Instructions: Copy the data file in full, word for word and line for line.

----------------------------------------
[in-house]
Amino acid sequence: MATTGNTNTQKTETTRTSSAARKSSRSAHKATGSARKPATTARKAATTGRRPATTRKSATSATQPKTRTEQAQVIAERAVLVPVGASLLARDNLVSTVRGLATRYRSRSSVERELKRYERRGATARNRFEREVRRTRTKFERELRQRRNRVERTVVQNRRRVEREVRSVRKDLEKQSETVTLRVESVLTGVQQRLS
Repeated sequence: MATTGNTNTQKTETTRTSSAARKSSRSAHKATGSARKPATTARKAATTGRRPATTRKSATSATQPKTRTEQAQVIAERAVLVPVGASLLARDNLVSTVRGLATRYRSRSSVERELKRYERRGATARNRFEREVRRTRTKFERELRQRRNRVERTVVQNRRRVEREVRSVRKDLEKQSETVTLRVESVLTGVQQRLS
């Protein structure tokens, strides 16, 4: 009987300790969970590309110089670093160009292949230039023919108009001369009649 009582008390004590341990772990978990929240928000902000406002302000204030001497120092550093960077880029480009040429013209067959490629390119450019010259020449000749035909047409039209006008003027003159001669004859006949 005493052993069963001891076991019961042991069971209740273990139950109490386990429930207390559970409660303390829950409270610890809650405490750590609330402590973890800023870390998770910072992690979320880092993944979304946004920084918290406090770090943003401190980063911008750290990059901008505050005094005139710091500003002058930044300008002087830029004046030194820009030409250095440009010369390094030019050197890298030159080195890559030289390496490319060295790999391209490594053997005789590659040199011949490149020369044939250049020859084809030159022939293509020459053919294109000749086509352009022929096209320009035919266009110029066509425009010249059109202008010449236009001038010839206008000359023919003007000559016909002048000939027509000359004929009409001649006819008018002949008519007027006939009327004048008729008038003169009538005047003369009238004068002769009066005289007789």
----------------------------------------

[in-house]
Amino acid sequence: MATTGNTNTQKTETTRTSSAARKSSRSAHKATGSARKPATTARKAATTGRRPATTRKSATSATQPKTRTEQAQVIAERAVLVPVGASLLARDNLVSTVRGLATRYRSRSSVERELKRYERRGATARNRFEREVRRTRTKFERELRQRRNRVERTVVQNRRRVEREVRSVRKDLEKQSETVTLRVESVLTGVQQRLS
Repeated sequence: MATTGNTNTQKTETTRTSSAARKSSRSAHKATGSARKPATTARKAATTGRRPATTRKSATSATQPKTRTEQAQVIAERAVLVPVGASLLARDNLVSTVRGLATRYRSRSSVERELKRYERRGATARNRFEREVRRTRTKFERELRQRRNRVERTVVQNRRRVEREVRSVRKDLEKQSETVTLRVESVLTGVQQRLS
């Protein structure tokens, strides 16, 4: 009987300790969970590309110089670093160009292949230039023919108009001369009649 009582008390004590341990772990978990929240928000902000406002302000204030001497120092550093960077880029480009040429013209067959490629390119450019010259020449000749035909047409039209006008003027003159001669004859006949 005493052993069963001891076991019961042991069971209740273990139950109490386990429930207390559970409660303390829950409270610890809650405490750590609330402590973890800023870390998770910072992690979320880092993944979304946004920084918290406090770090943003401190980063911008750290990059901008505050005094005139710091500003002058930044300008002087830029004046030194820009030409250095440009010369390094030019050197890298030159080195890559030289390496490319060295790999391209490594053997005789590659040199011949490149020369044939250049020859084809030159022939293509020459053919294109000749086509352009022929096209320009035919266009110029066509425009010249059109202008010449236009001038010839206008000359023919003007000559016909002048000939027509000359004929009409001649006819008018002949008519007027006939009327004048008729008038003169009538005047003369009238004068002769009066005289007789």